Nonprofits Are Still Supporting Their Communities Amid The Pandemic

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Nonprofits Are Still Supporting Their Communities Amid The Pandemic
Some charities are still working in-person to support their communities, but others are also using digital platforms to offer support remotely.
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During a time when businesses are closing down and live events are cancelling to prevent the spread of the coronavirus, some nonprofits are still actively supporting their communities.

Shane Garver, Save the Children: "These nonprofits are going to be critical to a community's ability to recover. We want to make sure that they are there for the long term."

In Chicago, organizations like The Night Ministry are continuing to deliver meals and health services to the city's homeless populations. In D.C., the nonprofit Martha's Table is distributing grocery store gift cards to families in need. And across the country, Save the Children is working with closed schools to deliver meals and educational resources to more than 100,000 kids. 

Garver: "Kentucky was one of the first states to start closing down schools and so from day one, we were reaching out to our principals and our superintendents and said: 'How can we help? What do you need?'"

These are examples of direct physical efforts to support communities in need, but amid the health risks of social gatherings, nonprofits are also using digital platforms to offer support remotely.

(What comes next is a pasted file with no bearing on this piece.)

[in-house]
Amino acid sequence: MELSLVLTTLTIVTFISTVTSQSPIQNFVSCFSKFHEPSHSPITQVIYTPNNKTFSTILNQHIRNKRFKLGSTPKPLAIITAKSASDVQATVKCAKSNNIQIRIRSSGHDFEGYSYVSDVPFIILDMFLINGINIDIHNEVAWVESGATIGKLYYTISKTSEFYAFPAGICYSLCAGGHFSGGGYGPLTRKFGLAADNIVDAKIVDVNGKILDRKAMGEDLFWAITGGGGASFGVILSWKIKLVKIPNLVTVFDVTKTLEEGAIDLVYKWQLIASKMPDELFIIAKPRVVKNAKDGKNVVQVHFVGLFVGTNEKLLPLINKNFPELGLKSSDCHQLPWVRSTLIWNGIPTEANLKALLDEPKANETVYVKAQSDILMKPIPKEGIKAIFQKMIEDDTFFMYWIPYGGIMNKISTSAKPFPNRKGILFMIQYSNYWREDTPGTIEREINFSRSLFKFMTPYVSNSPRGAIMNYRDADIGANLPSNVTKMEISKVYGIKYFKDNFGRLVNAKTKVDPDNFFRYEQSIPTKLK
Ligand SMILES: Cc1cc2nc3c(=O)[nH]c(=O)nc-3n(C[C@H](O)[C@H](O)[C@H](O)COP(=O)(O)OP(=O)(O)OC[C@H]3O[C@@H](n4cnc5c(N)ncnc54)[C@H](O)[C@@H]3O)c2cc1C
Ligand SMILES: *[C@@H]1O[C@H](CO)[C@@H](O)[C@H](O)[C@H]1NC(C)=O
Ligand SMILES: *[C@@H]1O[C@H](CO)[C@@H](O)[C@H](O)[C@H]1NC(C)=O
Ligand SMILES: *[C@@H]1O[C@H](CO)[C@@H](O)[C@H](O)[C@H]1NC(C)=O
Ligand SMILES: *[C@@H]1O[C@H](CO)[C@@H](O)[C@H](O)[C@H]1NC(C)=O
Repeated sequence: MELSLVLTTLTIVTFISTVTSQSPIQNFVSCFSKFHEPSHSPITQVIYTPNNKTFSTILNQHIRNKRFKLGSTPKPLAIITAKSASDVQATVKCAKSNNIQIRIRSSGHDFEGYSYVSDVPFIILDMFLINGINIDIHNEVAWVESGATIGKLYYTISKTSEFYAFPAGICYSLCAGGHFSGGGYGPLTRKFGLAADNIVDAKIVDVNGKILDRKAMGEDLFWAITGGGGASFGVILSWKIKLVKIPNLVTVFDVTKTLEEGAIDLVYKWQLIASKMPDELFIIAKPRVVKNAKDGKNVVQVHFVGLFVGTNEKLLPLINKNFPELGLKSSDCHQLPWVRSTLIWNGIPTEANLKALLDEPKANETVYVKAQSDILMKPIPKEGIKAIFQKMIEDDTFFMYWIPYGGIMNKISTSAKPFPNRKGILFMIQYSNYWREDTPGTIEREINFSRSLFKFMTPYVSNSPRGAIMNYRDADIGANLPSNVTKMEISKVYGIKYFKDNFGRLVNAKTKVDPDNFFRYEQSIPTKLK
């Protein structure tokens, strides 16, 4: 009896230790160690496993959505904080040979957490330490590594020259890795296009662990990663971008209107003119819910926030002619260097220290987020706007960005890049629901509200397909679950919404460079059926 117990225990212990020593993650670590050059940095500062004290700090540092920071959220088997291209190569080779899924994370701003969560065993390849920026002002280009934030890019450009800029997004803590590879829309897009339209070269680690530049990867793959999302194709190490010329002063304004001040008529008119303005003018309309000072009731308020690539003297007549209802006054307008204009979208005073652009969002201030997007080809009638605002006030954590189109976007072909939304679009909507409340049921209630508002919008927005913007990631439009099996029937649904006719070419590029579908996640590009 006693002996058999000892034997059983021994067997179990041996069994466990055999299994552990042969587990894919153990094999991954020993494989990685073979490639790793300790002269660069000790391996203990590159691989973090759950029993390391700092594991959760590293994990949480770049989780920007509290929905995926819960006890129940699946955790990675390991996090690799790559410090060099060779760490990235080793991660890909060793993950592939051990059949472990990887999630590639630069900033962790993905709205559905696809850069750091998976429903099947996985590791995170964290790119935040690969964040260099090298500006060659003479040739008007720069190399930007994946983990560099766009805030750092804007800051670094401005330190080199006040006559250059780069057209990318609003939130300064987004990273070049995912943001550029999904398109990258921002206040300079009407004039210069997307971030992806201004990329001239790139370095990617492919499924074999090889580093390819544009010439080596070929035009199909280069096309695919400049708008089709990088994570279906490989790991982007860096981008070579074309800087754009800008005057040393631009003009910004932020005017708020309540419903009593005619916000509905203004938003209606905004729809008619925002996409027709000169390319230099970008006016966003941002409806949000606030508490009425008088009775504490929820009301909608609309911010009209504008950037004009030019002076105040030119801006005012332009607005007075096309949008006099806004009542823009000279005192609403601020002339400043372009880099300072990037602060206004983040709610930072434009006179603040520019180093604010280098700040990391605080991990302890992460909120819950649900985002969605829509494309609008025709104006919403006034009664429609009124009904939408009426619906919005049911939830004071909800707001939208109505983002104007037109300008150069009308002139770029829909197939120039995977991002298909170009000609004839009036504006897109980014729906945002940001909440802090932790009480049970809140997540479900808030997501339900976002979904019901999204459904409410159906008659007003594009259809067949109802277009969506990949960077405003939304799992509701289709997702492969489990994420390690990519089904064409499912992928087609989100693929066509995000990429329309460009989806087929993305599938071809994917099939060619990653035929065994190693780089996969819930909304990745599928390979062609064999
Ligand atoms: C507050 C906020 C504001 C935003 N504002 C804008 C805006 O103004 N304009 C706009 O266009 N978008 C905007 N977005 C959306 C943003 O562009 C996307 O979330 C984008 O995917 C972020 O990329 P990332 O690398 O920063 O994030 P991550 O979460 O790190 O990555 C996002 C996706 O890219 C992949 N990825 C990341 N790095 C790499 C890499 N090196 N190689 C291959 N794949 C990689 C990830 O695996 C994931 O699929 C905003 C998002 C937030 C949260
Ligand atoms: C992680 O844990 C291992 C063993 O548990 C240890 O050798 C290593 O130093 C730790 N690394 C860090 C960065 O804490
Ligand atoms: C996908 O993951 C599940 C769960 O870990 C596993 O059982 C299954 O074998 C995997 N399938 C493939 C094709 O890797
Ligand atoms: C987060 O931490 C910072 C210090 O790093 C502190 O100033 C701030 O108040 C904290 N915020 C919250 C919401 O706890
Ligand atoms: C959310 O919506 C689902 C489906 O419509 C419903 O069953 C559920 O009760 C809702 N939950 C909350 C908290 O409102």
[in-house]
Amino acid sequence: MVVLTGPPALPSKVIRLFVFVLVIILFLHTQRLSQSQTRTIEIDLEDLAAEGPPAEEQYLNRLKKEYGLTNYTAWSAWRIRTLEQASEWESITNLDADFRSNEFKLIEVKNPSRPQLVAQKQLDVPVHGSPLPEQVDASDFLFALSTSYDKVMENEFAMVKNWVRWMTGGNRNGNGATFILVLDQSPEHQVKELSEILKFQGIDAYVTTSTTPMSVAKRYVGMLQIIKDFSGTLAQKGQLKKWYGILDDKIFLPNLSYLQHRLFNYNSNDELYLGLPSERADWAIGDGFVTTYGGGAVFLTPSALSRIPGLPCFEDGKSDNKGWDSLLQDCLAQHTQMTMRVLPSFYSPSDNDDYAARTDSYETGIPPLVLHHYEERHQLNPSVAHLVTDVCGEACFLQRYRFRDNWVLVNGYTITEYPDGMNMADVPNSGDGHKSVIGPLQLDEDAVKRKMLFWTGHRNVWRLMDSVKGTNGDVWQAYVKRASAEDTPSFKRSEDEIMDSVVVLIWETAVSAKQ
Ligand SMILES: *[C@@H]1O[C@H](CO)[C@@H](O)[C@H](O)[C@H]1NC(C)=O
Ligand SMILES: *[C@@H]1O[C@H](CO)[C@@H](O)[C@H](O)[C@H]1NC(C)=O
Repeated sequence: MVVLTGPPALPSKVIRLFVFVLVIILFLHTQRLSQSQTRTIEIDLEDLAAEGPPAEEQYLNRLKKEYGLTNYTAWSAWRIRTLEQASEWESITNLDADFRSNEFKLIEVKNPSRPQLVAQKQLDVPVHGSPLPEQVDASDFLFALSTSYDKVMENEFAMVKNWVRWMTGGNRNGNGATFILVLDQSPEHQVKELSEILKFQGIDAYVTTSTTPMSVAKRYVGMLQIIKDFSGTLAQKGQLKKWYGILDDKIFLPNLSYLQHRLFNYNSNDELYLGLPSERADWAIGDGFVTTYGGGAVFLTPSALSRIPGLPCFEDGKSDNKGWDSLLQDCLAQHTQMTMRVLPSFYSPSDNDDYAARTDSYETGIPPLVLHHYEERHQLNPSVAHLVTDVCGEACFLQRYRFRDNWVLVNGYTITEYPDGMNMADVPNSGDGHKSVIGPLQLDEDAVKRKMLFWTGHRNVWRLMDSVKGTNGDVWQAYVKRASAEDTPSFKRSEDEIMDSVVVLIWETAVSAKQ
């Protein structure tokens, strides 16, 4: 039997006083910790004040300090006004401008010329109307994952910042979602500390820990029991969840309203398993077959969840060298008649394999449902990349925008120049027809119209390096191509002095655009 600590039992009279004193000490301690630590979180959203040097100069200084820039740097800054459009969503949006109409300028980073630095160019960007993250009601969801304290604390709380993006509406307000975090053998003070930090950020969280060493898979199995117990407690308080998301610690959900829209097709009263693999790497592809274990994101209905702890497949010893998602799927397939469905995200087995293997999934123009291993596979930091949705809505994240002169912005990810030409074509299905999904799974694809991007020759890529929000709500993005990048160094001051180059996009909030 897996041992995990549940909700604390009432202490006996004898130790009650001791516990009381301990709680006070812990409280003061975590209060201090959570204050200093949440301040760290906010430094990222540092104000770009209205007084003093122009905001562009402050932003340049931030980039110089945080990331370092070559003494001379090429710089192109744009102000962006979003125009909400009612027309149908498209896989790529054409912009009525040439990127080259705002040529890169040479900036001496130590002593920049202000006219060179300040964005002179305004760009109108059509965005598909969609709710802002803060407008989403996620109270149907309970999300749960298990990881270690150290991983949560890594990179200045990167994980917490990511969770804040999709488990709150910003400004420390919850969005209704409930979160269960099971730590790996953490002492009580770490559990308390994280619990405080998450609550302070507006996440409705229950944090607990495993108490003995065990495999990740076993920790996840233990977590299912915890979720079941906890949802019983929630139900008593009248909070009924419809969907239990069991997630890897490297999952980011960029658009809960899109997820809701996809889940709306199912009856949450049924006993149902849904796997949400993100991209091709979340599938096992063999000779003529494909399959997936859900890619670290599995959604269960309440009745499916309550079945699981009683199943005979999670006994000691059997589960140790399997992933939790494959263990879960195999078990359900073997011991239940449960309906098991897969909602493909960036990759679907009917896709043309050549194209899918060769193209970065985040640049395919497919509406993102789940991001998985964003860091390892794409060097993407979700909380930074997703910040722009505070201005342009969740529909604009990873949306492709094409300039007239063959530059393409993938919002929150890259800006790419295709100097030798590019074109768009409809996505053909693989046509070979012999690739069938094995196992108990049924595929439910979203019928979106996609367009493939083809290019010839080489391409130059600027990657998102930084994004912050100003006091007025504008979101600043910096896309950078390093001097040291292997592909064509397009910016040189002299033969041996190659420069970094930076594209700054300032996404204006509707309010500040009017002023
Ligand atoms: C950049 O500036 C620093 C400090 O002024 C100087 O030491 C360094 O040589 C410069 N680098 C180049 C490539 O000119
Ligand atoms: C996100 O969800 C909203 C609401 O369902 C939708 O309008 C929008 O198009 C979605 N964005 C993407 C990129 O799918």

Garver: "One of the things that we've done is taking all of our national experts and pulled together a compilation of resources that work in our rural communities, but also work for moms and dads across the country."

To aid some of these digital efforts, companies like Google and Facebook are donating millions in ad grants and credits to public health organizations and nonprofits. Going forward, some experts argue that these online campaigns — which can also remind communities, donors and stakeholders of a charity's mission — will be important for nonprofits in the long term. 

Joan Garry, Nonprofit Leadership Lab: "What nonprofits need to be doing is thinking 'what can I do right now today, that when this is behind me, I am positioned as well as possible to bounce back?' And to me the No. 1 way to do that is to keep the people who are close to the organization as close as possible."

Joan Garry is a long-time nonprofit consultant. She says that charities should use this time to reach out to donors, innovate and find ways to recruit self-quarantined volunteers who may be able to help from home. 

Garry: "I think if we do that right now, I think that the nonprofit sector actually comes out on the other side of this with way more tools in their toolbox."